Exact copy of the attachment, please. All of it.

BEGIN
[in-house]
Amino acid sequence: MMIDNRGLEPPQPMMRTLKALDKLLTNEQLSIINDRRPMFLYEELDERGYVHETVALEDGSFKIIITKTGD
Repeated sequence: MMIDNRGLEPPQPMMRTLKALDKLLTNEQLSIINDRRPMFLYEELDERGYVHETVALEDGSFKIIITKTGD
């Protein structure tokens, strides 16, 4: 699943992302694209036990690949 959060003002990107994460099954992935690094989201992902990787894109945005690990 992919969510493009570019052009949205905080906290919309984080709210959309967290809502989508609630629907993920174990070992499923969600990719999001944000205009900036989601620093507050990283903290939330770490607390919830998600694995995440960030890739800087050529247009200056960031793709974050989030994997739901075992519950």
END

[in-house]
Amino acid sequence: MMIDNRGLEPPQPMMRTLKALDKLLTNEQLSIINDRRPMFLYEELDERGYVHETVALEDGSFKIIITKTGD
Repeated sequence: MMIDNRGLEPPQPMMRTLKALDKLLTNEQLSIINDRRPMFLYEELDERGYVHETVALEDGSFKIIITKTGD
């Protein structure tokens, strides 16, 4: 699943992302694209036990690949 959060003002990107994460099954992935690094989201992902990787894109945005690990 992919969510493009570019052009949205905080906290919309984080709210959309967290809502989508609630629907993920174990070992499923969600990719999001944000205009900036989601620093507050990283903290939330770490607390919830998600694995995440960030890739800087050529247009200056960031793709974050989030994997739901075992519950």